I already realized in August that I had been lucky and that was once more confirmed a month later when other Belgian players also played a tournament in Czechia and got seriously ill by the corona-virus. This was a clear wake-up call for me and I stopped making any new plans of another tournament in Czechia to play during autumn-holidays. The infection-rate was meanwhile already 10 times higher than the period we were there. Eventually the tournament was not surprisingly cancelled. An alternative which I checked was Open Tegernsee in South-Germany but also that party didn't proceed. Well they made one exception for a separate master-group of 10 players. As the number of boards were limited, the organization managed to install on each of them a plastic screen to protect the participants maximally. Obviously I wasn't invited for it but our Belgian hope Daniel Dardha was. Despite 3 defeats he still managed to win some ratingpoints as the opponents were very strong. His victory against the Czech grandmaster Thai Dai Van Nguyen proves again that the title of grandmaster is for him just a matter of time. I assume most readers haven't heard before of this grandmaster but he did win very recently a rapid-match over 10 games against former-worldchampion-finalist Nigel Short.
[Event "Tegernsee Masters"] [Site "Bad Wiessee"] [Date "2020.10.31"] [Round "1"] [White "Dardha, Daniel"] [Black "Nguyen, Thai Dai Van"] [Result "1-0"] [WhiteElo "2468"] [BlackElo "2571"] [PlyCount "111"] 1. c4 c5 2. Nc3 g6 3. g3 Bg7 4. Bg2 Nc6 5. a3 b6 6. d3 {(I am no specialist but looking in my online openingbook then I assume Daniel was surprised by this line.)} 6... Bb7 7. Bg5 h6 {(A logical novelty which is also recommended by Stockfish.)} 8. Bd2 e6 9. b4 Nge7 10. Rb1 d6 11. Qc1 $6 {(The start of a bad plan. B5 is fine but I understand why Daniel wants to play something more flexible.)} 11... Qd7 12. Nf3 Nd4 13. e4 f5 14. Qd1 {(White admits something went wrong.)} 14... O-O 15. O-O fxe4 16. dxe4 Rac8 17. b5 Kh7 18. Re1 Rf7 19. Re3 Rcf8 20. Be1 g5 21. Rd3 Nxf3+ 22. Bxf3 Bd4 23. Bh5 Rf6 $2 (23... Ng6 $1 24. Rxd4 cxd4 25. Qxd4 Ne5 $19) 24. Rxd4 {(Now the exchange sacrifice is much stronger as white has a very important extra move.)} 24... cxd4 25. Qxd4 e5 26. Qd1 Qc7 27. Nd5 Nxd5 28. cxd5 Qg7 29. Rc1 Rc8 30. Rc6 {(A lovely second exchange sacrifice. It is not difficult but you still need to play it as there were acceptable alternatives.)} 30... Bxc6 31. bxc6 Rcf8 32. Bg4 Qc7 $2 {(Despite the extra material black needs to be very careful. Here Qf7 is better to be able to repond Bf5 indeed with a counter exchange-sacrifice.)} 33. Bf5+ Kg7 34. Qd3 Kf7 35. a4 Ke7 36. Bb4 h5 $2 {(Black doesn't want to sit but this only weakens the position.)} 37. Bd2 Rg8 38. Qe2 g4 39. h4 Rxf5 {(This exchange-sacrifice arrives too late. Anyway the position is beyond salvation.)} 40. exf5 Qc8 41. Bg5+ Kf7 42. Qe4 Rh8 43. Qb4 Qb8 44. Qb5 Qc8 45. a5 Qc7 46. axb6 axb6 47. Kg2 Ra8 48. Qb1 Rh8 49. f6 Qb8 50. Bd2 Kxf6 {(Black accepts the pawn-sacrifice but this opens just more lines.)} 51. Bg5+ Kg7 52. Qf5 Qf8 53. Qd7+ Kg6 54. Qe6+ Kg7 55. c7 Qf3+ 56. Kg1 {(A nice victory from a very bad opening. Technically Daniel plays already like a grandmaster but I think there is still some work at the openings.)} 1-0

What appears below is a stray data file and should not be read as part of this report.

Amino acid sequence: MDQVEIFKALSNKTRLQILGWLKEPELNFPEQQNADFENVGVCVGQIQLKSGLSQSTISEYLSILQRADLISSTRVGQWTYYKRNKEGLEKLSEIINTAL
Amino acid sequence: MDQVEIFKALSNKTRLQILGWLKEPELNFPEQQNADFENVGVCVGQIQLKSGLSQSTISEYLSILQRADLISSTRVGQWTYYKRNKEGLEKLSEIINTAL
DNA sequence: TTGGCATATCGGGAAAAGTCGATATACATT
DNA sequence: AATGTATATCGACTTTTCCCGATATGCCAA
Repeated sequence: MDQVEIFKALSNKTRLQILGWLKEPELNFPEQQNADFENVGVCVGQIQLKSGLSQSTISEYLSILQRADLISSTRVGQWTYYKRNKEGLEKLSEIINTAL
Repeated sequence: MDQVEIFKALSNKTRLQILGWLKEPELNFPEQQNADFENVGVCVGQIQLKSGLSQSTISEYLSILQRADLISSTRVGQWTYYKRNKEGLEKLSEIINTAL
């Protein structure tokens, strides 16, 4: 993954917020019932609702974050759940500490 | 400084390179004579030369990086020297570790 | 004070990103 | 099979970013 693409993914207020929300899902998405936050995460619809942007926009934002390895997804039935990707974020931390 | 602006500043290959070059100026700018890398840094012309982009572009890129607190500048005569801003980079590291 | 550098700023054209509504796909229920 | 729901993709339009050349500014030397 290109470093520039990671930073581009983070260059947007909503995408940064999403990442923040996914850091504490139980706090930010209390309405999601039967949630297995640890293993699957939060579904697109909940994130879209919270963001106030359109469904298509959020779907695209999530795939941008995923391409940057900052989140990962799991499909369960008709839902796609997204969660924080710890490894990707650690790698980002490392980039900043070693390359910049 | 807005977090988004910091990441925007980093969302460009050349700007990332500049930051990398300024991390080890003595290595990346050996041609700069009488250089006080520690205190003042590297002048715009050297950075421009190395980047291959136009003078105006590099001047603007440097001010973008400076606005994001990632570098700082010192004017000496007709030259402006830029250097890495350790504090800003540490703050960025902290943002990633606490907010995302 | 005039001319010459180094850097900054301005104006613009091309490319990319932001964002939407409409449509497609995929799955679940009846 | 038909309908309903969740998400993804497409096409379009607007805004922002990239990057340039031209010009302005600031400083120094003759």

It seems Daniel is going to any place in Europe (Portugal, France, Hungary, Greece,...) wherever exists the smallest chance to play standard chess. This contains definitely risks but I do fully understand his choice. As I wrote earlier this are his best years to make progress. After he will be 18 years old, university will be next and later probably a demanding job. Also the health-risks of the corona-disease are rather limited at his very young age (I need to be much more careful).

He is not the only one as I read at the site of hmcdenbosch that the 16 year old Dutch FM Siem Van Dael played despite corona in the last months at 6 tournaments: Greece, Serbia, Bulgaria, Italy, Sweden. You have to run the extra mile sometimes as he admit that it wasn't pleasant at all to play with face-mask at + 35 degrees of temperature. Anyway they are exceptions. I think 99% of our youth hasn't played any official games at all lately as clearly making such trips in the current situation can't be recommended.

For me the Open of Prague this summer was the maximum I could achieve. So since beginning of October I have no more work to do at all for chess. All analysis of my games are finished. I also don't see anything in the pipeline as the Dutch interclubs, Open Bethune... are already cancelled. However in the next article I do want to propose the method which I invented for myself to anyway restart working at chess. Standing still is going backwards and giving up chess is no option for me.